Sport

Women in motorsport the next big thing in Kenyan scene

Women in motorsport the next big thing in Kenyan scene

Betika’s all- female sponsored team in the World Rally Championship (WRC) Safari Rally from left; Linet Ayuko, Maxine Wahome and Chantal Young.

Photo credit: Pool

It appears the rallying bug is spreading like wildfire in all levels of the sport as we close a very exciting season highlighted by the return of the Safari Rally back to the high-profile World Rally Championship (WRC) this year.

The Kenya national championships in rallying, autocross and raid have attracted young and upcoming drivers, each category catering for the well-to-do but more so budget drivers who do not need top of the range rally cars to compete.

The buggies and standard modified road going cars have populated the autocross and raid scenes, with events being held every other weekend, attracting many drivers, some of them not old enough to own a driving license on open roads.

The next big thing happening is women in motorsport. Women have traditionally been involved in motorsport as spouses of competitors and friends watching from a distance, until a group of ladies like Hellen Shiri, Stella Macharia, Safina Khan, Tuta Mionki and Linet Ayuko started an informal group which gradually grew into a fully-fledged movement in the second decade of this century.

Now there are efforts to bring a sense of purpose by a well-heeled group calling itself the “Young Lionesses” borrowed from senior members of the Lions Club.

Great stars of the past

They have planned a series of activities, well-structured to see women not only compete in motorsport events in large numbers, but are also well supported to produce results in various sphere of the sport.

They cite great stars of the past like Anne Teith, Sylvia King, the late Orie Rogo Manduli, Carol Wahome and Michelle Van Tongren, to mention just a few who held their own in a male-dominated field. Teith remains the most successful woman driver in Kenya motorsport, winning the 1984 national drivers’ title driving a Group ‘B’ Opel Ascona.

Tongren, together with Khan, were a dominant force in the 90s in a Subaru Impreza Group ‘A’ car.

Recently, young Maxine Wahome has become so visible that she has from autocross became a common feature in the top 10, finishing the Safari, notching seventh twice and recently finished a career fifth in the Rallye Sports Club Thika Rally.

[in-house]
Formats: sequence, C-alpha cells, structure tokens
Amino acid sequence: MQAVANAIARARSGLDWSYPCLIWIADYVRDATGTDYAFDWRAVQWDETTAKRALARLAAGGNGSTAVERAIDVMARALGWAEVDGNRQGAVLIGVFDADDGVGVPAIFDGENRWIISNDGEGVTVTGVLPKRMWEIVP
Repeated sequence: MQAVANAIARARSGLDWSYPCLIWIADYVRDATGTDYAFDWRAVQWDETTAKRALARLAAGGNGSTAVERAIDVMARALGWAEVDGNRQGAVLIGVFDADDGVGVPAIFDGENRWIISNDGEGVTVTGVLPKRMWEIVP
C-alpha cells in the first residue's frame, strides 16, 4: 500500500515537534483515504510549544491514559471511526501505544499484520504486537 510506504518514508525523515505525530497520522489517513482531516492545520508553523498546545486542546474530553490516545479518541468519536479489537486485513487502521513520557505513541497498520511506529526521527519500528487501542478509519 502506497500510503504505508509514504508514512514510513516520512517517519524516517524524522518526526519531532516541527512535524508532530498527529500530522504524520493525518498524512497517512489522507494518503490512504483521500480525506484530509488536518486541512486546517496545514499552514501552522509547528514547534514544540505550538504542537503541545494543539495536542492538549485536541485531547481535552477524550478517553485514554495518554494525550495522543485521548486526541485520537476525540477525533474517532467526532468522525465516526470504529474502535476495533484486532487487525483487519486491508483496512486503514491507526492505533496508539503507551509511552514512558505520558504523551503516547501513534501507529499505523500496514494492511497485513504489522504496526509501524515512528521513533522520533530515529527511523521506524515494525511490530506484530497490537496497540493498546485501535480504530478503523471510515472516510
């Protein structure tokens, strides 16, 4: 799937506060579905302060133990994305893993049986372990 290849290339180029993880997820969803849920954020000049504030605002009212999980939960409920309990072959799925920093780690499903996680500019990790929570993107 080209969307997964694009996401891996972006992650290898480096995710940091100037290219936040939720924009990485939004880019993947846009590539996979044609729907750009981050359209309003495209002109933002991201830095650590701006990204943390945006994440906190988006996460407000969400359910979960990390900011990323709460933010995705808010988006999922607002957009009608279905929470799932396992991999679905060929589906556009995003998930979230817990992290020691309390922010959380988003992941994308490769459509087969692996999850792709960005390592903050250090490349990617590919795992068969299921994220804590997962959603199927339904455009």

The “Young Lionesses” will soon go into a recruitment campaign by revamping the Women in Motorsport group of which Shiri is expected to play a very crucial role.

She is the only technical woman working within the Women in Motorsport Commission of the FIA while Sports Cabinet Secretary Amina Mohamed is a member of the powerful FIA Word Motorsport Council.

Ripple effects of the Safari

DNation bodytext: In essence, Shiri’s presence at the FIA and sport is another added advantage for women who are also car owners as they continue to scale great heights in business and the corporate world.

Of particular gratification is the way motorsport is being governed and the ripple effects of the Safari in the WRC which has led to the return of corporate sponsors back to the sport which enjoyed unparalleled commercial support in the 90s.

The Safari, with a presence in the WRC until 2025, is also on a mission to create home grown stars and technical officials.

Since the government allowed more international engagements later this year by relaxing foreign travel regulations occasioned by Covid-19 pandemic, motorsport and athletics appear to have benefitted a lot.

Kenyan officials have attended WRC events in Greece, Finland and Spain. Another team actually officiated in Zambia and South Africa rounds of the Africa Championship as stewards appointed by the FIA.

Four others — doctors Raj Jutley, David Karuri, safety experts Norris Ongalo and Dash Patel — attended a practical seminar, working side by side with the best in medical and rescue operations within the FIA family in the Netherlands in readiness for the new Hybrid WRC car era. They were the only ones from the African continent.